Tikhon Jelvis has just followed me, and I don’t want to annoy him by liking Go. 🙂
And I do like Go. But treating Golang as a general all-purpose language is silly and hype-y.
Golang is a low level, strictly typed language. It is almost as pleasant as a low level language can get: a lot of syntactic sugar has gone in to hide pointers and types from the developer, and to backdoor
void * through the empty interface. (The interface is the one thing about Golang that I still bristle at.)
But the low level stuff is all still there. And it makes more sense to deal with low level stuff in applications where you need to, than in naturally high-level or prototype-y code. It makes more sense in context where it is useful to have a compiled binary.
I’m using Go in messaging infrastructure. I’m happy to, it makes sense to use a low level language there, and I’d rather cut Golang code than C code. (25 years of cutting C code does not make it any more congenial.) But I’d hesitate to use Golang in natural language processing.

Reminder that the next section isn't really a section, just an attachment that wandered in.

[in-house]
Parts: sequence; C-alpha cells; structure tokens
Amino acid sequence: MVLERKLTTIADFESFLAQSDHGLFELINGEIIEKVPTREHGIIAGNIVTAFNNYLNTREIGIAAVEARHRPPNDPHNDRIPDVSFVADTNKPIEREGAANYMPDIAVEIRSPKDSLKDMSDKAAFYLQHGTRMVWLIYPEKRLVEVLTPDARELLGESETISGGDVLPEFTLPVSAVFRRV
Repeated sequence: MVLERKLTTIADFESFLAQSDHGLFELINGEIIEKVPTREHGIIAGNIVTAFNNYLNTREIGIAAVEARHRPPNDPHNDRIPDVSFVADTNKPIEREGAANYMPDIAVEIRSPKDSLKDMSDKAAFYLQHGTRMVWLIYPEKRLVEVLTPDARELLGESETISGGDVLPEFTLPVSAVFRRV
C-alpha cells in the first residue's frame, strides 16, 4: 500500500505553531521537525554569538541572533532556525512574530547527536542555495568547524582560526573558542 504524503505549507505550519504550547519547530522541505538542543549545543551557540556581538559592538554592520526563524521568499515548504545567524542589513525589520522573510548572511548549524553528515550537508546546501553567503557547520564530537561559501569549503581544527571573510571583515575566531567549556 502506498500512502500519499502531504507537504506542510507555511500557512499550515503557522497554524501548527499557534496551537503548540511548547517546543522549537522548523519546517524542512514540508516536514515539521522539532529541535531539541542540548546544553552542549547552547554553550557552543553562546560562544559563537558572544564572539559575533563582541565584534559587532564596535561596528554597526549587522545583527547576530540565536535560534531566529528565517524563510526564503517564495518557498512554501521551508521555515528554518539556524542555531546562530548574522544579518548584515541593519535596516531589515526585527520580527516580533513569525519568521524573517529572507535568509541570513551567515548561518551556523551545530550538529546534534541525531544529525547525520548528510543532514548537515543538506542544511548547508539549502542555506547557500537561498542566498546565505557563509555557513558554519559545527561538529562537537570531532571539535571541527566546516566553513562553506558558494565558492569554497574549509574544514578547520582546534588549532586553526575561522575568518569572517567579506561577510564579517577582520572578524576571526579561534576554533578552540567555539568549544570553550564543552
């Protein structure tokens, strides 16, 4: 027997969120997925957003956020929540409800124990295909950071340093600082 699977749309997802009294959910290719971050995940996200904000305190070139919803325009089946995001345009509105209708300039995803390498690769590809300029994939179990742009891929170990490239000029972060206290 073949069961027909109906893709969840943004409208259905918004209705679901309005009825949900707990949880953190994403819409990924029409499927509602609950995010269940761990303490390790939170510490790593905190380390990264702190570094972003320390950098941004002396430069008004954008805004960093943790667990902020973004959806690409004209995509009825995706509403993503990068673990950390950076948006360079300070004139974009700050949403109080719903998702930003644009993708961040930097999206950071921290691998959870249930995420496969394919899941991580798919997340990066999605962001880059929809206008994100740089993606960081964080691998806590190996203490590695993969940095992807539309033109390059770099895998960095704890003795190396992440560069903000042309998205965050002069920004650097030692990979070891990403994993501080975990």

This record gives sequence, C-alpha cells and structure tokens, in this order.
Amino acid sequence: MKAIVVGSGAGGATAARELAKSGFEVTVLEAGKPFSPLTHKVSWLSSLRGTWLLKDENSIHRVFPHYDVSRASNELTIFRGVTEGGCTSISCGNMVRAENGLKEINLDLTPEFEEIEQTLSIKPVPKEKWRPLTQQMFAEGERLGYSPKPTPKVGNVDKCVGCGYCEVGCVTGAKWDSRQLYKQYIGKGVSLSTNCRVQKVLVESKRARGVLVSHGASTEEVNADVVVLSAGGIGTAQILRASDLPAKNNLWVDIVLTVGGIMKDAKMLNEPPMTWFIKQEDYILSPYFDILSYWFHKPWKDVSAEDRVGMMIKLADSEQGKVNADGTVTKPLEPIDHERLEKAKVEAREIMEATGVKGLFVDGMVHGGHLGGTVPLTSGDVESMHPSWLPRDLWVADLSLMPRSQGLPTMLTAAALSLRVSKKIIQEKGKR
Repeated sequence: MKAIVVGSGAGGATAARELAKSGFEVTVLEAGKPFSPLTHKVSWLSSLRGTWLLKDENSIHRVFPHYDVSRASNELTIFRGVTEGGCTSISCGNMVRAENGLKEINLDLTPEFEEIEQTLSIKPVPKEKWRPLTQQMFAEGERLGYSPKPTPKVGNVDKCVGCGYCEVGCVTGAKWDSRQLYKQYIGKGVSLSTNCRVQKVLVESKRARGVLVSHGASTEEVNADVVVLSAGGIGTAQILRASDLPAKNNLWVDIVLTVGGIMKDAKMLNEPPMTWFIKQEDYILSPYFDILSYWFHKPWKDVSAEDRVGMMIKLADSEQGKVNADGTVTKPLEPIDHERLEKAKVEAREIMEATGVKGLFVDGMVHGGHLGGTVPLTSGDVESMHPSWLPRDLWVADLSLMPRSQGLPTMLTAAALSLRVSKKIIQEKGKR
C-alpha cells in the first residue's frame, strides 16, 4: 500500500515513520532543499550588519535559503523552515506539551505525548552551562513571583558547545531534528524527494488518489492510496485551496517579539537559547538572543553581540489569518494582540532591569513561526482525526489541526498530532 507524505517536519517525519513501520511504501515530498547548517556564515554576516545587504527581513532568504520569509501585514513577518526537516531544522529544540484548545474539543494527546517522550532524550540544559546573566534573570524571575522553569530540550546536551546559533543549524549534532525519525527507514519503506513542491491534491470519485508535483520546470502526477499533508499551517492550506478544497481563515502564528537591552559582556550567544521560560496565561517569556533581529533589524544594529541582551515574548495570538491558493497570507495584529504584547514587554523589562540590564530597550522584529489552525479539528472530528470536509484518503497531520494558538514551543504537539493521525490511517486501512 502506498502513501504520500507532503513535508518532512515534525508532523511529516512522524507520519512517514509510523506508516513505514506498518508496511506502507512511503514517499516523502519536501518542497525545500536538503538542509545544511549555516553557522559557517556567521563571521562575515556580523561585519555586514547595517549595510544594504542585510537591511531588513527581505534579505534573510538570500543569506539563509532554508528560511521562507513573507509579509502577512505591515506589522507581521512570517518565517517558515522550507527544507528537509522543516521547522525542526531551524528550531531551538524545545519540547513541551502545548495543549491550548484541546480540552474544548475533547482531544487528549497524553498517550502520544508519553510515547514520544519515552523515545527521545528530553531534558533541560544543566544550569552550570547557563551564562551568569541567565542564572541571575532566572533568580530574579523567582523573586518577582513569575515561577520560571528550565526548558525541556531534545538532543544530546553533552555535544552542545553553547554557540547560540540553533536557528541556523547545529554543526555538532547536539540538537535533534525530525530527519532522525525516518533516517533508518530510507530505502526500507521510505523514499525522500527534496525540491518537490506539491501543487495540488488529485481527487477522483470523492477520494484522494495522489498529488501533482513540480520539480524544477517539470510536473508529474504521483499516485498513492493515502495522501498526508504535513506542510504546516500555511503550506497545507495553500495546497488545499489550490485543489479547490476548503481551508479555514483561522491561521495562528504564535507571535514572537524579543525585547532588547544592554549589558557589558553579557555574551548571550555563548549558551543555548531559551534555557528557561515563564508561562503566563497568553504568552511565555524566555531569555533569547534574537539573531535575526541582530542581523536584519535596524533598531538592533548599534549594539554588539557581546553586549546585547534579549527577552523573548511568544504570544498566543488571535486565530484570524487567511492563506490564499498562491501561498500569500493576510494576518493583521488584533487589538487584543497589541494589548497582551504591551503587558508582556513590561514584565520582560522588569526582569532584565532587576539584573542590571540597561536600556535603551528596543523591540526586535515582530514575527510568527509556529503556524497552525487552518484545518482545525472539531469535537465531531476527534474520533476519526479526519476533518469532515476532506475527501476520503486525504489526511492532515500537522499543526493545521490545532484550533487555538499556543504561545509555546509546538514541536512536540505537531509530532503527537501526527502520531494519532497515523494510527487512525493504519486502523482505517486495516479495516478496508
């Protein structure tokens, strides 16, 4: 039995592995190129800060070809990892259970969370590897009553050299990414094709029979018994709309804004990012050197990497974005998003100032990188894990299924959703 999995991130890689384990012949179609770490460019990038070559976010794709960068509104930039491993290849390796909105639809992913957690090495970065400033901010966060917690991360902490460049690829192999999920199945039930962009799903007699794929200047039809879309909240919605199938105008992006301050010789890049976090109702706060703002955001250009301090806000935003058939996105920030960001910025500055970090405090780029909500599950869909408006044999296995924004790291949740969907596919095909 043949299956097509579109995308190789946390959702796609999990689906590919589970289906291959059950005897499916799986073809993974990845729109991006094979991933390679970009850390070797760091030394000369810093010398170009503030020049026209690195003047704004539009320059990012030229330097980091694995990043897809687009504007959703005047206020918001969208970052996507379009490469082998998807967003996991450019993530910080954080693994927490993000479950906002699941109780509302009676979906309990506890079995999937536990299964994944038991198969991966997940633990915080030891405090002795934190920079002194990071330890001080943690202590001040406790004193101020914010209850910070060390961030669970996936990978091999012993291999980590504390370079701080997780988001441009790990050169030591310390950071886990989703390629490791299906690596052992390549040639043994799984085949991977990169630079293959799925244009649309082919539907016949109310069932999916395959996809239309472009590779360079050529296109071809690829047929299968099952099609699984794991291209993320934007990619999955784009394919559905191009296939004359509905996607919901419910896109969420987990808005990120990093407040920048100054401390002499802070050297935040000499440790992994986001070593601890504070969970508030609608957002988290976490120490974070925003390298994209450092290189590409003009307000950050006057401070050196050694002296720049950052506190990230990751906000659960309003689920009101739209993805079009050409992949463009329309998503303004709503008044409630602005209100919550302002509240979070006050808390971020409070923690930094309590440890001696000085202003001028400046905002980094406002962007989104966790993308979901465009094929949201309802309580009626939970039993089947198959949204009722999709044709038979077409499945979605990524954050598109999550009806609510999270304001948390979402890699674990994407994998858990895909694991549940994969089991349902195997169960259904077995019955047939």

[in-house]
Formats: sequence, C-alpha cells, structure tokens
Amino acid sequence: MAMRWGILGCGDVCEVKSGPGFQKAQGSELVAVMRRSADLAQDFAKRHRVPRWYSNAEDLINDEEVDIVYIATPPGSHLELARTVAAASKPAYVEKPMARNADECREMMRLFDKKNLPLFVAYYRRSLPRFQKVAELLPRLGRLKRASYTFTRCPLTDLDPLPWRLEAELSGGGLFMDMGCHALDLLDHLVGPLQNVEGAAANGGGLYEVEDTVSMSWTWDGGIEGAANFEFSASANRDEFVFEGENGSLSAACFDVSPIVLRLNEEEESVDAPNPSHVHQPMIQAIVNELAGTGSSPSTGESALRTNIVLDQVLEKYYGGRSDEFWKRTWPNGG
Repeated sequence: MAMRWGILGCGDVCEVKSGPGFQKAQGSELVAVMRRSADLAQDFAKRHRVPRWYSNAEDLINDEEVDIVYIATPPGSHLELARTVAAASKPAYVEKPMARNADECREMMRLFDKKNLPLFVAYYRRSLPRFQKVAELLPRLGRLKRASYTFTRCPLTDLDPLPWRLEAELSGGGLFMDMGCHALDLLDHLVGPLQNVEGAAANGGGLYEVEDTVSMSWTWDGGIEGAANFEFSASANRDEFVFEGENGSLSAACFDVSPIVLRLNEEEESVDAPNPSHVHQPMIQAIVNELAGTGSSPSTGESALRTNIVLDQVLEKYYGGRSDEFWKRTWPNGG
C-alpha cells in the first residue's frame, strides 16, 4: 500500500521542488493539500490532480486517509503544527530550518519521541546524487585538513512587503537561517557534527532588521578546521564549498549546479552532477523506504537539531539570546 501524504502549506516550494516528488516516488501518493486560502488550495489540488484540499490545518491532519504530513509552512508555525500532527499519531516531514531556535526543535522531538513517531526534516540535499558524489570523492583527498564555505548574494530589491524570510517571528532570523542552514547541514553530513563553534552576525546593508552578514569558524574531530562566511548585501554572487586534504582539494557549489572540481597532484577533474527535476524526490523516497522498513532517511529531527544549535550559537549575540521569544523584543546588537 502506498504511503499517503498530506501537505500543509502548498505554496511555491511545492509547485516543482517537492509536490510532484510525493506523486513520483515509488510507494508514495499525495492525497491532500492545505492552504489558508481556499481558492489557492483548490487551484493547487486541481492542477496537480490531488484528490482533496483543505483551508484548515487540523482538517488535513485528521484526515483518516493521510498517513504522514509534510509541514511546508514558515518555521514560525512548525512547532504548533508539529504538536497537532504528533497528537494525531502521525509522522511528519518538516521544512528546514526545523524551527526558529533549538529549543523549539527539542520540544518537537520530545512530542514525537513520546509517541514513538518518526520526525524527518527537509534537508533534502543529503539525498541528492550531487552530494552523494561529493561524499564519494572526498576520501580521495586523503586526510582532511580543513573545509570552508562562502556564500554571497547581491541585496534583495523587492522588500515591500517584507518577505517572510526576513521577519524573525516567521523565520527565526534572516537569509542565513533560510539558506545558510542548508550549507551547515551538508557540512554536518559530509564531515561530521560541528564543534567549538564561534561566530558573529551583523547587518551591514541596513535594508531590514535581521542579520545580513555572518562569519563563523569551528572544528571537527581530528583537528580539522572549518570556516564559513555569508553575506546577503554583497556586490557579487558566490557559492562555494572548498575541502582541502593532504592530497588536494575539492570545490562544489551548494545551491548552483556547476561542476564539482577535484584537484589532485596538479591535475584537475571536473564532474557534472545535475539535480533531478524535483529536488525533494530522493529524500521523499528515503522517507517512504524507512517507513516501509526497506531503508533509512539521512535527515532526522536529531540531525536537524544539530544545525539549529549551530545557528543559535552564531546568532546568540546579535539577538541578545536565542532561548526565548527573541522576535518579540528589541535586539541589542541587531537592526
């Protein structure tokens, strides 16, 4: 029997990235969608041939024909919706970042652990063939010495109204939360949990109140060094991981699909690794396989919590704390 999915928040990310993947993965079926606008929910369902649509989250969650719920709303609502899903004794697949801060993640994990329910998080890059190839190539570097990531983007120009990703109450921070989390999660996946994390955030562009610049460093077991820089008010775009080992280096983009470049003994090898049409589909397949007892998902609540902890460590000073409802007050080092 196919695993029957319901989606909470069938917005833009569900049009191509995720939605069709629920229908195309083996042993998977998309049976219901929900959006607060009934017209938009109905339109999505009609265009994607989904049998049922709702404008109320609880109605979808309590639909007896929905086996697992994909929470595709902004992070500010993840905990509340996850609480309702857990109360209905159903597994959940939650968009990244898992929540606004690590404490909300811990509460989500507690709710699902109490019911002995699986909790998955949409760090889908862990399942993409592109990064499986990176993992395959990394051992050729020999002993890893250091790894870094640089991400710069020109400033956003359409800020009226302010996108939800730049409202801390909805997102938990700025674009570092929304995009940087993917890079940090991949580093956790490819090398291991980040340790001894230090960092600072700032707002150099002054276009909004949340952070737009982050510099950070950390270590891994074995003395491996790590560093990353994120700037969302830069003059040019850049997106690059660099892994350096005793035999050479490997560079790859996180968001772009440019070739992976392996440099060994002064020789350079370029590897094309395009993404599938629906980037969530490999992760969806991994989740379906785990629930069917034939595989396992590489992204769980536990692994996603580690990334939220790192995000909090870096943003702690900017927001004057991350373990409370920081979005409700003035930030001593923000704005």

(I find Python much more abhorrent than Golang, but in natural language processing, the library (NLTK) is king. If only Ruby had gotten there first.)
Performance, from what I gather, got better: my CTO was very enthused about the recent upgrade to v1.8 in the compiler, and you don’t care about compiler upgrades in more mature languages. The maturity nevertheless has come along, it seems, compared to earlier versions. The code is still low-level looking, and not at all as readable as Ruby or *shudder* Python; but because of the sugar, it is easier to write and to read than C.